Unbroken garlic bulbs will keep for up to 3 to 4 months. Individual cloves will keep from 5 to 10 days. Store in a cool, dark, and dry location (dampness is the enemy of garlic, so store away from stove and sink). If the cloves sprout, the garlic is still usable and the sprouts can be used for salads.
Fresh garlic can be frozen in several forms:
- You can freeze whole, unpeeled heads and remove cloves as you need them.
- You can wrap chopped or crushed garlic tightly in plastic wrap and freeze, then grate or break off what you need.
- Or you can peel whole cloves of garlic and purée them in a blender or mini food processor, using 2 parts oil to 1 part garlic, and freeze.
- Finally, fresh peeled garlic cloves can be covered with oil and stored in the freezer.
Cooking With Garlic:
Be careful not to overcook or brown garlic when sautng in oil. If overcooked, it will become bitter and unpleasant tasting. Minced garlic usually cooks in less than 1 minute. Do not have the cooking oil too hot.
When sauteing onions and garlic in a recipe, add the onions first. When the onions are just about done, add the garlic.
How size affects flavor (By Cook’s Illustrated Magazine, Issue 46, September/October 2000) – The intensity of garlic flavor in your dish depends on how finely you have chopped, minced, or pureed the garlic. If you want a bold garlic flavor, you should puree or mince your garlic, but if you want a more subtle essence, try slivering the clove. If you are not a true fan of garlic’s bold flavors, you may want to roast or toast your garlic, as the heat breaks down the allicin (an enzyme that is released when garlic is cut). How To Roast Garlic.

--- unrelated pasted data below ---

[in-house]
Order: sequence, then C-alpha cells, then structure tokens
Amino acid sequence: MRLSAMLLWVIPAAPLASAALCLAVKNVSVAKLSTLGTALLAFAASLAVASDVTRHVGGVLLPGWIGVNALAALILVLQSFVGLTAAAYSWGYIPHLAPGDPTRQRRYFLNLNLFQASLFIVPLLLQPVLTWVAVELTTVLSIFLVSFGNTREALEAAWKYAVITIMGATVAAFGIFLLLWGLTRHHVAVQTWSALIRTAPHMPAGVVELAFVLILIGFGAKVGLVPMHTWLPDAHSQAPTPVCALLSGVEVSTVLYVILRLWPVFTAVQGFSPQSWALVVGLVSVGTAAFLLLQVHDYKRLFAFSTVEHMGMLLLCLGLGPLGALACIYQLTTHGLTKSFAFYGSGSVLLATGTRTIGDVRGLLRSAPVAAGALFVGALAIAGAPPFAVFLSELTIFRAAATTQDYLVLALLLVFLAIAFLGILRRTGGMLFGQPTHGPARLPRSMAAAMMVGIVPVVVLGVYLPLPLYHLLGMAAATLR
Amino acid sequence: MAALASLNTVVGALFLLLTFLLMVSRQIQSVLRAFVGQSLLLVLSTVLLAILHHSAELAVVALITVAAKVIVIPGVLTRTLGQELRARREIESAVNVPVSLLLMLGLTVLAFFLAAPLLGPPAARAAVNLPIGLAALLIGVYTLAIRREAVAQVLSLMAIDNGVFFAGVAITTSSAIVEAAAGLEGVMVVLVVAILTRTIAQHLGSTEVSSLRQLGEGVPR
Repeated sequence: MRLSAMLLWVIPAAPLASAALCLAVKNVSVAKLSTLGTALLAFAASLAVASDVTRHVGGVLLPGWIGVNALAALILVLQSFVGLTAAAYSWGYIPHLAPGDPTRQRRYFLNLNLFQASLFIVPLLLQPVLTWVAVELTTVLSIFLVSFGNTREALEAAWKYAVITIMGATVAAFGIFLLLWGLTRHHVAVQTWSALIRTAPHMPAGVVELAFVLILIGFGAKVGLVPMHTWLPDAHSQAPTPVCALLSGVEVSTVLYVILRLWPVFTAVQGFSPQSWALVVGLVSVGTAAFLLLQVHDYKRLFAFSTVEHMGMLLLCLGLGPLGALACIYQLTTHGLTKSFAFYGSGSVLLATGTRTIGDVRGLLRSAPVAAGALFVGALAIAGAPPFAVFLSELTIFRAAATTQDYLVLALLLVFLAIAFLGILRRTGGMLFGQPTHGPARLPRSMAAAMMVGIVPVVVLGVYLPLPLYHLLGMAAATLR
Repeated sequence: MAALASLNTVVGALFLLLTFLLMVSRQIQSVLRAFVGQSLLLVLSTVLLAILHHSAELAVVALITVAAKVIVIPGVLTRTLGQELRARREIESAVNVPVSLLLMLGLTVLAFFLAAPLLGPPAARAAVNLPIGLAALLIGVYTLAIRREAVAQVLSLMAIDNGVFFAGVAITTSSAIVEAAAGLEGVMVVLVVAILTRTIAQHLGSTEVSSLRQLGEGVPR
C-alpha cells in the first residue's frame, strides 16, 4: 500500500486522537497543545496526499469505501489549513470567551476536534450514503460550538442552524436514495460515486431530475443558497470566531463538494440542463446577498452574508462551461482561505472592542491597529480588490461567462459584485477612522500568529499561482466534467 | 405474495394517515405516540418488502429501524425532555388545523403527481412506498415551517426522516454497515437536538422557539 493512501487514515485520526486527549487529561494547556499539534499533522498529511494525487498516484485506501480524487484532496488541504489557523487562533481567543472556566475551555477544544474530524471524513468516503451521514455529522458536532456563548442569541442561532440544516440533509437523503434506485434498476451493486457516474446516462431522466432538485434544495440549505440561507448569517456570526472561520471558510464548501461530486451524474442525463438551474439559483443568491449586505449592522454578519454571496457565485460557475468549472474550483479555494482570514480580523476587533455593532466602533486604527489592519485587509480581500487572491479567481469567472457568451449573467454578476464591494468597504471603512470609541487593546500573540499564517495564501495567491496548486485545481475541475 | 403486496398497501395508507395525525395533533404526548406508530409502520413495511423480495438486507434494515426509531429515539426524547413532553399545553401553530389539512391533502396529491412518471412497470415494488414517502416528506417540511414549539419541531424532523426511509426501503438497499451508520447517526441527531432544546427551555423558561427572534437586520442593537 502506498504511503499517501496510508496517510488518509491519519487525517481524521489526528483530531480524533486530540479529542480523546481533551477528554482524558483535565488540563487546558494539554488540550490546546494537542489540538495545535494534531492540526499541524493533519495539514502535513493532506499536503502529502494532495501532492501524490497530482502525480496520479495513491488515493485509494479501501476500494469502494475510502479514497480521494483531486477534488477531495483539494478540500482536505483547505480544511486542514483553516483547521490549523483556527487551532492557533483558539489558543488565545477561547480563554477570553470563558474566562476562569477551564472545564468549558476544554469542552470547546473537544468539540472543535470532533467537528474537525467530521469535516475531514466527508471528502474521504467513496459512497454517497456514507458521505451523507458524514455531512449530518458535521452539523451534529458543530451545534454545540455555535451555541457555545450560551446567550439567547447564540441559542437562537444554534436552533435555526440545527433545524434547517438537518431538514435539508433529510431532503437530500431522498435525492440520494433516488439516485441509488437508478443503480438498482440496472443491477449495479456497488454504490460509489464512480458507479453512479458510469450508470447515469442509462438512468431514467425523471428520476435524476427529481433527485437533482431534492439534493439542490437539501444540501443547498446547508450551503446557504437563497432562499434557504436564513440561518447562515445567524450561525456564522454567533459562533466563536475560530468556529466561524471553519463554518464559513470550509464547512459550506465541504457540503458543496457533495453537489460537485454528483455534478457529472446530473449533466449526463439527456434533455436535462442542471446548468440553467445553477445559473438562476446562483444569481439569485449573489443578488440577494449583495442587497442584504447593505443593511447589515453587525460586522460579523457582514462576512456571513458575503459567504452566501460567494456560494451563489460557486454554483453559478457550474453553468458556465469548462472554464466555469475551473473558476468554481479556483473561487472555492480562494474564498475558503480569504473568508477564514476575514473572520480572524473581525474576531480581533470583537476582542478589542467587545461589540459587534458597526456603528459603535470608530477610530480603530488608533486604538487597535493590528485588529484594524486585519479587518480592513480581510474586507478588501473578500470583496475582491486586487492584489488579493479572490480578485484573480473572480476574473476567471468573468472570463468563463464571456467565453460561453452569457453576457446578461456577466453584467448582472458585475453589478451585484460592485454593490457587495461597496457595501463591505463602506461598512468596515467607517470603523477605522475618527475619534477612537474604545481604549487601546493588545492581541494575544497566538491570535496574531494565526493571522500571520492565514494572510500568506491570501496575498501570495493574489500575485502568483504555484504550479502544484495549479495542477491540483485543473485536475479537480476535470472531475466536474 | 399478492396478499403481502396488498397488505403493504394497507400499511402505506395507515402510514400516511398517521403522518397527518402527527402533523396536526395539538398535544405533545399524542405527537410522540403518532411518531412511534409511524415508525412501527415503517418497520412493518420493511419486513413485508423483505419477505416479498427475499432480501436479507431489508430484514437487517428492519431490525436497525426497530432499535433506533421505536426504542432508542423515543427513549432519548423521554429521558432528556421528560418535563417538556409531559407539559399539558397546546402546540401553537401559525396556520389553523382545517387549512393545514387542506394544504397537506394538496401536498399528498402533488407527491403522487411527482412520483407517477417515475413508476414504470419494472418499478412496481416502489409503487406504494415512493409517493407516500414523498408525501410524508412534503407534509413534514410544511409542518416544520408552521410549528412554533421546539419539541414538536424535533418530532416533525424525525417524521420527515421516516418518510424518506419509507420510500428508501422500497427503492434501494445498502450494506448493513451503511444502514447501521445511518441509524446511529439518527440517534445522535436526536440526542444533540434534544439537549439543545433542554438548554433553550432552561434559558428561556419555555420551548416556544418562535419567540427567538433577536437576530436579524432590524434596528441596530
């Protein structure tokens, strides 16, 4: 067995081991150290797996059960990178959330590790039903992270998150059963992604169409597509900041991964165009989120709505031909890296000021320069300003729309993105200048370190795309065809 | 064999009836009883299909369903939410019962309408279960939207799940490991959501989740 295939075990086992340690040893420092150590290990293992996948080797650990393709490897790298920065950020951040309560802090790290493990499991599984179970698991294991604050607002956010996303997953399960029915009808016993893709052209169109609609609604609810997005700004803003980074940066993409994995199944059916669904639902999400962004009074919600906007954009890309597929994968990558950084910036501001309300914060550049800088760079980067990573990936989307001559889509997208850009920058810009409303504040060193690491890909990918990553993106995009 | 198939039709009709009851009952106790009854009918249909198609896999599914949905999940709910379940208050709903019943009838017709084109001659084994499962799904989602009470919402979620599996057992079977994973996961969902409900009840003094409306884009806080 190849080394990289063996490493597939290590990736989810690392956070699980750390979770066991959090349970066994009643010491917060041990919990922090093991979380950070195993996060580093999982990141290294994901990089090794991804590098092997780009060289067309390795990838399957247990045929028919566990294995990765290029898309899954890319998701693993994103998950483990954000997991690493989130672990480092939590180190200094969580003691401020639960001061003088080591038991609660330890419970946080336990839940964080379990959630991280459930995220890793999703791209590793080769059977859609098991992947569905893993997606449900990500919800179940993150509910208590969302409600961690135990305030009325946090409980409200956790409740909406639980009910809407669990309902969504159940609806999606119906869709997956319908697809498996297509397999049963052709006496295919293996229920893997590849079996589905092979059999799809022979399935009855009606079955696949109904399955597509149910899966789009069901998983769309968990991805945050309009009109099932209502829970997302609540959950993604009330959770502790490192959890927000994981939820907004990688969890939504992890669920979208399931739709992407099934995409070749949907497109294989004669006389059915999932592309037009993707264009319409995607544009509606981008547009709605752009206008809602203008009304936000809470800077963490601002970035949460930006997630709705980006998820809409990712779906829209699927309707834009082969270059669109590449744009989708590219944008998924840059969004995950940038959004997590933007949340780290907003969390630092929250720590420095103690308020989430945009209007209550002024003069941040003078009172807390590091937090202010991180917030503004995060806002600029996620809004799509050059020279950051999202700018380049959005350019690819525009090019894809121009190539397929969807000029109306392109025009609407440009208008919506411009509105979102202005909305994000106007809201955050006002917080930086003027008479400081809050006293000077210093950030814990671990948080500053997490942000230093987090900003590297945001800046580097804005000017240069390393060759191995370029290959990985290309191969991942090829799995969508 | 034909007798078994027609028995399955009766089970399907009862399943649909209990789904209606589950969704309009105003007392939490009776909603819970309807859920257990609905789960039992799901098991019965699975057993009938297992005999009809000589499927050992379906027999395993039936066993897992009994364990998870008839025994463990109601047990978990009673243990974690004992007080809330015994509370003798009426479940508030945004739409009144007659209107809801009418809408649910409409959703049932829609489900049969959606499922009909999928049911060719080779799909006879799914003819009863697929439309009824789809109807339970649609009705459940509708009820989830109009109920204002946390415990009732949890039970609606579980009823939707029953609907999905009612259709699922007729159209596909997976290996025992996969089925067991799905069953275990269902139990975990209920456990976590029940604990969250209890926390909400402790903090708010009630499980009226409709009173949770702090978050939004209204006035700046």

Sauteing Garlic – Sautng is the most common method used for cooking garlic. It will bring out the nutty but savory flavor of the garlic. Garlic can be sautd in oil or butter but be careful is using butter because is will burn much faster than oil.
Select a pan or skillet with a heavy bottom that will provide for even heating.
Heat the oil or butter over medium heat and then add the garlic.
The garlic should be stirred often to prevent burning.
If cooking with other ingredients that take longer to cook, such as onions, start cooking the other ingredients and allow them to start to cook before adding the garlic.
Preparing garlic for cooking – Photo Tutorial:
This photo tutorial on preparing garlic for cooking is courtesy of Cynthia Detterick-Pineda of Andrews, TX.
Pull off cloves required for your recipe. Using the flat side of a large knife, carefully hit the clove with the knife using the palm of your hand. This will crush the clove partially and break loose the paper like skin around it.